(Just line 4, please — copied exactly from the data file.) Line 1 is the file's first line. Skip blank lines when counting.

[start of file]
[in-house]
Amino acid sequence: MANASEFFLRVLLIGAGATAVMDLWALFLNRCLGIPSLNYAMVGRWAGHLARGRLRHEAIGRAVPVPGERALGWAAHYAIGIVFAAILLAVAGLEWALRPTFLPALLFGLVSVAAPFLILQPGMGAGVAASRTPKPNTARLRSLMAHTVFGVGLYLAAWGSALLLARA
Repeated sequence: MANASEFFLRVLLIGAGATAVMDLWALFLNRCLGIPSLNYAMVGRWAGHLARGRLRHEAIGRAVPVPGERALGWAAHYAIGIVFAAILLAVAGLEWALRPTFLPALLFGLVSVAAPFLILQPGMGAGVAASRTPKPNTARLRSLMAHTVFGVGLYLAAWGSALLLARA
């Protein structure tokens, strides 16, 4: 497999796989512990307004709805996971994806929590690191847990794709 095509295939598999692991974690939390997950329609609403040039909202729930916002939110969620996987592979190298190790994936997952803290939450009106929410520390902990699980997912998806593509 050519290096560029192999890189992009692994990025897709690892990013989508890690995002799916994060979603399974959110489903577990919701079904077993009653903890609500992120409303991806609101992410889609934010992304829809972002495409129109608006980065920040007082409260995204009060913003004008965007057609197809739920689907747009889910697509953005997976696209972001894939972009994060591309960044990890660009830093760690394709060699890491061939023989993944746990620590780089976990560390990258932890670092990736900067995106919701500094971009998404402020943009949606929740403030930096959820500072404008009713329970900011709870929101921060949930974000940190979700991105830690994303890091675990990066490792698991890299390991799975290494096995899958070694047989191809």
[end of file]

């Protein structure tokens, strides 16, 4: 497999796989512990307004709805996971994806929590690191847990794709 095509295939598999692991974690939390997950329609609403040039909202729930916002939110969620996987592979190298190790994936997952803290939450009106929410520390902990699980997912998806593509 050519290096560029192999890189992009692994990025897709690892990013989508890690995002799916994060979603399974959110489903577990919701079904077993009653903890609500992120409303991806609101992410889609934010992304829809972002495409129109608006980065920040007082409260995204009060913003004008965007057609197809739920689907747009889910697509953005997976696209972001894939972009994060591309960044990890660009830093760690394709060699890491061939023989993944746990620590780089976990560390990258932890670092990736900067995106919701500094971009998404402020943009949606929740403030930096959820500072404008009713329970900011709870929101921060949930974000940190979700991105830690994303890091675990990066490792698991890299390991799975290494096995899958070694047989191809």